What  is  Strategy?  
Essay  –  MART  434  
Professor  Phil  Osborne                                                                                                                                             1st  April  2010    

J e n n y   C h i n g   W e n   L i u                     I D #   6 0 1 6 1 9 2  

What  is  Strategy?    

 

Essay  –  MART  43434  

 

Introduction  
  Nowadays,   strategy   is   studied   more   than   it   was   in   the   past.   Many   articles   and   books   have   been   written   since   the   fifties   about   the   meaning   of   strategy.   There   are   many   models   and   approaches   about   strategy,   in   which   we   can   find   agreements   and   disagreements  between  the  authors  that  defined  them.       According   to   the   Oxford   English   Dictionary   strategy   is   “a   plan   that   designed   to   achieve   a   particular   long-­‐term   aim,   or   the   art   of   planning   and   directing   military   activity   in   a   war   or   battle   (often   contrasted   with   tactics).”   However,   we   know   that   this   general   definition   doesn’t   satisfy   our   issues   with   strategy.   There   is   a   general   consensus  that  strategy  has  different  meanings  depending  on  the  context  in  which  it   is  used.     Most  authors  agree  that  strategy  is  about  competitive  advantage,  the  ability  to  deal   with  changes,  and  planning  and  implementing  tactics  successfully.  All  of  these  topics   are  extremely  interesting  to  every  organization  in  every  country,  which  explains  the   growing  importance  of  strategy  in  our  society  and  why  it  is  so  popular  to  discuss.     The   main   purpose   of   this   essay   is   to   define   strategy,   present   the   agreements   and   disagreements   about   it,   and   suggest   how   it   can   be   developed   by   an   organization.   During   the   discussion   below   we   will   present   the   distinctive   views   of   numerous   authors,  their  diverse  models,  and  elements  of  strategy  that  they  created.  Accenture   –  a  global  management  consulting,  technology  services  and  outsourcing  company  –   will  be  used  as  example  to  clarify  how  to  define  a  company’s  strategy.  

2    

 

What  is  Strategy?  

 

Essay  –  MART  43434  

 

Strategy:  what  is  this  about?  
  Strategy   first   became   popular   during   the   1960s   and   its   relevance   has   been   increasing.   Many   authors   and   researchers   have   been   writing   articles   and   books   about   it.   The   principle   studies   will   be   presented   and   discussed   here.   First   we   will   have  a  timeline  about  strategy  from  1950  to  2000:    

1950´  
- Area still incipient as a field of knowledge

1960´  
- SWOT Analysis - BCG Matrix - Experience curve

1970´  
- Industry structure analysis (Porter) - Strategic units of business - Formal processes for elaboration of strategies - Social responsibilities

1980´  
- Competitive strategy (Porter) - Competitive advantage, value chain (Porter) - Better asset management - Corporate culture - Stakeholders’ importance

1990´  

2000'  

 

- Competitive - Blue Ocean advantage: Strategy analysis of resources and competencies of   organization - Ethic code - Corporate governance - Sustainability - Balanced Scorecard - BSC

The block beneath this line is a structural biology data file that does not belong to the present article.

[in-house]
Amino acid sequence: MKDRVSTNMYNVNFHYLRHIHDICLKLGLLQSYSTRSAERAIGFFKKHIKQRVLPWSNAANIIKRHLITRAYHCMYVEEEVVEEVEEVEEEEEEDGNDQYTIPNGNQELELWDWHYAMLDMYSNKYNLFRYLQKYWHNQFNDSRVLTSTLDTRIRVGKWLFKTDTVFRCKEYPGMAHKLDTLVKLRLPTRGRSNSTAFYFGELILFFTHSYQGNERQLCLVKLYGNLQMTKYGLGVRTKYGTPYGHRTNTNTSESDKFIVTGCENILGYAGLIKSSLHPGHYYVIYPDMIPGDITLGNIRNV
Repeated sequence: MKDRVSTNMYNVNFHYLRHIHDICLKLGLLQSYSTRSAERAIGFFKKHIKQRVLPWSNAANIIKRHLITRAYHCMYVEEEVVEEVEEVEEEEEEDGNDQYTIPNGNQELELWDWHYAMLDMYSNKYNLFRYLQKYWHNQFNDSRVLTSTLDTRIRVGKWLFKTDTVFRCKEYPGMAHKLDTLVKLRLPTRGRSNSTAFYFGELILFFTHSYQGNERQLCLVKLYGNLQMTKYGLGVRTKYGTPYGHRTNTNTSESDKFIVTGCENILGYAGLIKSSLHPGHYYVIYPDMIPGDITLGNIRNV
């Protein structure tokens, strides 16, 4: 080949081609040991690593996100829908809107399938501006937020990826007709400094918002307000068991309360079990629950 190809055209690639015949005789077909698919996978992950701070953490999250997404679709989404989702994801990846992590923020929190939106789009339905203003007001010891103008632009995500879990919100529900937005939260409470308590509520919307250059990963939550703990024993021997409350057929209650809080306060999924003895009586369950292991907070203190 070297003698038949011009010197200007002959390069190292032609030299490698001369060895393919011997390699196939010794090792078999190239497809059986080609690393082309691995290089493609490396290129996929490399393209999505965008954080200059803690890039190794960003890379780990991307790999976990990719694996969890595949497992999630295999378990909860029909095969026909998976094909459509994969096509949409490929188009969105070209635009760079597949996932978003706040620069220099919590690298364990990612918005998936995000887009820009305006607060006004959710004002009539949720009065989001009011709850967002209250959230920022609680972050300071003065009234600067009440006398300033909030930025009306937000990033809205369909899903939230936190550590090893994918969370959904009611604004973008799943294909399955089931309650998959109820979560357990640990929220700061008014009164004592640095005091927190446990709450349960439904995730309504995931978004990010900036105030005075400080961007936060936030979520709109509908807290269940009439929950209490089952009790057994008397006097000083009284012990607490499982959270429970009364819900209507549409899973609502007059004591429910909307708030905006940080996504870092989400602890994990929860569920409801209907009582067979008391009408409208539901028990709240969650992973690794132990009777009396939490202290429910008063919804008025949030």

In  1950  the  topic  strategy  was  an  incipient  area  that  started  to  be  more  discussed.  In   1960’s  the  SWOT  (Strengths,  Weaknesses,  Opportunities  and  Threats)  analysis,  BCG   (Boston   Consulting   Group)   Matrix   and   experience   curve   were   created   and   they   developed   more   discussion   about   strategy.   In   1970,   Porter   created   the   industry   structure  analysis.  Also  strategic  units  of  business  were  developed,  along  with  formal   processes   for   elaboration   strategies   and   social   responsibilities   started   to   become   important   in   a   company.   In   1980,   Porter   introduced   the   themes   of   competitive   strategy,   competitive   advantage   and   value   chain.   The   aspects   of   better   asset   management,   corporate   culture   and   the   importance   of   stakeholders   in   the  
3  

 

What  is  Strategy?    

 

Essay  –  MART  43434  

companies   were   introduced   in   most   of   the   organizations.   In   1990,   competitive   advantage,  where  analyses  the  resources  and  the  competencies  of  an  organization,   was   introduced   and   ethic   code,   corporate   governance,   sustainability   became   important   in   the   organizations.   Also,   Balanced   Scorecard   (BSC),   a   strategic   performance   management   tool,   was   created   and   expanded   in   many   organizations   in   every  country.  After  that,  many  models  were  created,  but  they  are  really  similar  with   the   BSC.   One   interesting   model   is   the   Blue   ocean   strategy   that   was   created   by   W.   Chan   Kim   and   Renée   Mauborgne   in   the   2000’s.   This   historical   account   makes   strategy  increases  its  importance  and  it  is  essential  to  have  the  understanding  of  it   for  all  work  in  a  company.     WALKER   et   al.   (2003)   defined   strategy   as   a   “fundamental   pattern   of   present   and   planned  objectives,  resource  deployments,  and  interactions  of  an  organization  with   markets,   competitors,   and   other   environment   factors.”   His   definition   suggests   that   strategy   should   identify   what   objectives   need   to   be   accomplished,   where   it   is   necessary   to   focus,   and   how   allocate   resources   and   activities   to   each   product   or   service   to   meet   environmental   opportunities   and   to   gain   competitive   advantage.   CRAVENS  &  PIERCY  (2003)  stated  that  “corporate  strategy  consists  of  the  decisions   made  by  top  management  and  the  resulting  actions  taken  to  achieve  the  objectives   set   for   the   business.   Structure   (composition   of   the   corporation),   systems   (formal   policies   and   procedures   that   enable   the   organization   to   operate)   and   process   (informal   aspects   of   organization   to   operate)   are   aspects   of   strategy   that   consider   how   organization   controls   and   coordinates   the   activities   of   various   business   units   and   staff   functions”.   JAIN   (2004)   stated   that   “strategy   in   a   firm   is   the   pattern   of   major   objectives,   purposes,   or   goals   and   essential   policies   and   plans   for   achieving   those  goals,  stated  in  such  a  way  as  to  define  what  business  the  company  is  in  or  to   be  in  and  the  kind  of  company  it  is  or  is  to  be”.    Strategy  is  about  knowing  where  we   want  to  go  and  what  is  the  best  choice  to  reach  the  goal  and  purpose  of  a  company.